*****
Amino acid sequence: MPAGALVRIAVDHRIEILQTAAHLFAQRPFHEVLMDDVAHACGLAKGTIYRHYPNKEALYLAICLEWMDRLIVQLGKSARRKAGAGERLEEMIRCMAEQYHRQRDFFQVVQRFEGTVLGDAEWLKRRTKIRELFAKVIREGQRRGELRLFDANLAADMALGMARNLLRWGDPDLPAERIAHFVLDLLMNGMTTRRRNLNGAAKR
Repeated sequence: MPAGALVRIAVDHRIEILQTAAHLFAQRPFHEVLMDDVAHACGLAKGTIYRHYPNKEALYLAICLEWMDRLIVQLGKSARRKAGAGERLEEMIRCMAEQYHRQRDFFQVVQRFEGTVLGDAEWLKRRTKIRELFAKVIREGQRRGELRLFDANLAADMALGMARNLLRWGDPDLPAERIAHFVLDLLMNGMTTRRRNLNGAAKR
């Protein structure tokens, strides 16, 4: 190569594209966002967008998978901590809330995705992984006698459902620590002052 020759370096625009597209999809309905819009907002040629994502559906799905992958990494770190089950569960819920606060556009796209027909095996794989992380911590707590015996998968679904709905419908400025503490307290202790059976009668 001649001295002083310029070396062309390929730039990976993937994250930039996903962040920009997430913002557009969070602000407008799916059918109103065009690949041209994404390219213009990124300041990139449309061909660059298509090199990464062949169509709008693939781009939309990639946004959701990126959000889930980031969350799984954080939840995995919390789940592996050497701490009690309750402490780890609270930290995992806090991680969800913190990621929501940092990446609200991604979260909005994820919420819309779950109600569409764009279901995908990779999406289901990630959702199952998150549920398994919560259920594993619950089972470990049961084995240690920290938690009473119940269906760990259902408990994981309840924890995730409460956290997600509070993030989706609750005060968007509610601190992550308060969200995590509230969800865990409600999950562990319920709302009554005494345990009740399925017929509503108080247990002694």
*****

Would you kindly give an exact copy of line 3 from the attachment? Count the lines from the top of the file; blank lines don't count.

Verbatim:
């Protein structure tokens, strides 16, 4: 190569594209966002967008998978901590809330995705992984006698459902620590002052 020759370096625009597209999809309905819009907002040629994502559906799905992958990494770190089950569960819920606060556009796209027909095996794989992380911590707590015996998968679904709905419908400025503490307290202790059976009668 001649001295002083310029070396062309390929730039990976993937994250930039996903962040920009997430913002557009969070602000407008799916059918109103065009690949041209994404390219213009990124300041990139449309061909660059298509090199990464062949169509709008693939781009939309990639946004959701990126959000889930980031969350799984954080939840995995919390789940592996050497701490009690309750402490780890609270930290995992806090991680969800913190990621929501940092990446609200991604979260909005994820919420819309779950109600569409764009279901995908990779999406289901990630959702199952998150549920398994919560259920594993619950089972470990049961084995240690920290938690009473119940269906760990259902408990994981309840924890995730409460956290997600509070993030989706609750005060968007509610601190992550308060969200995590509230969800865990409600999950562990319920709302009554005494345990009740399925017929509503108080247990002694």